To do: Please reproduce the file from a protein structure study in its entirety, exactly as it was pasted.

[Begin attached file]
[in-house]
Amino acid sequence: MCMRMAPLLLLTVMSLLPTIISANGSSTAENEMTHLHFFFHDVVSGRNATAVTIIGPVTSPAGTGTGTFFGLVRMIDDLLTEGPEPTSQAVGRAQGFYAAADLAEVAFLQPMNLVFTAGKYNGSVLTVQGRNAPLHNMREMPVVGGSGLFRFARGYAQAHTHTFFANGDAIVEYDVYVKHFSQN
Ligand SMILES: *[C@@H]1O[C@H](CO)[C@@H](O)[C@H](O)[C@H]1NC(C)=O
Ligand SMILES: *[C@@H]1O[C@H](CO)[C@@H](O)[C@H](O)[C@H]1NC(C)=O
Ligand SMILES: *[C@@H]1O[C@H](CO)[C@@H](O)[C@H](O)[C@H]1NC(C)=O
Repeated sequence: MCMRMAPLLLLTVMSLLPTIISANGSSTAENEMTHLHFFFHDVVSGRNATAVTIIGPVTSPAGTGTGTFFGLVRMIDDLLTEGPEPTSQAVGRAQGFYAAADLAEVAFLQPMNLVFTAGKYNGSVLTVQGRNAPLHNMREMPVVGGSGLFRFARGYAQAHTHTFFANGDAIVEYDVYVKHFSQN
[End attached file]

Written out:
[in-house]
Amino acid sequence: MCMRMAPLLLLTVMSLLPTIISANGSSTAENEMTHLHFFFHDVVSGRNATAVTIIGPVTSPAGTGTGTFFGLVRMIDDLLTEGPEPTSQAVGRAQGFYAAADLAEVAFLQPMNLVFTAGKYNGSVLTVQGRNAPLHNMREMPVVGGSGLFRFARGYAQAHTHTFFANGDAIVEYDVYVKHFSQN
Ligand SMILES: *[C@@H]1O[C@H](CO)[C@@H](O)[C@H](O)[C@H]1NC(C)=O
Ligand SMILES: *[C@@H]1O[C@H](CO)[C@@H](O)[C@H](O)[C@H]1NC(C)=O
Ligand SMILES: *[C@@H]1O[C@H](CO)[C@@H](O)[C@H](O)[C@H]1NC(C)=O
Repeated sequence: MCMRMAPLLLLTVMSLLPTIISANGSSTAENEMTHLHFFFHDVVSGRNATAVTIIGPVTSPAGTGTGTFFGLVRMIDDLLTEGPEPTSQAVGRAQGFYAAADLAEVAFLQPMNLVFTAGKYNGSVLTVQGRNAPLHNMREMPVVGGSGLFRFARGYAQAHTHTFFANGDAIVEYDVYVKHFSQN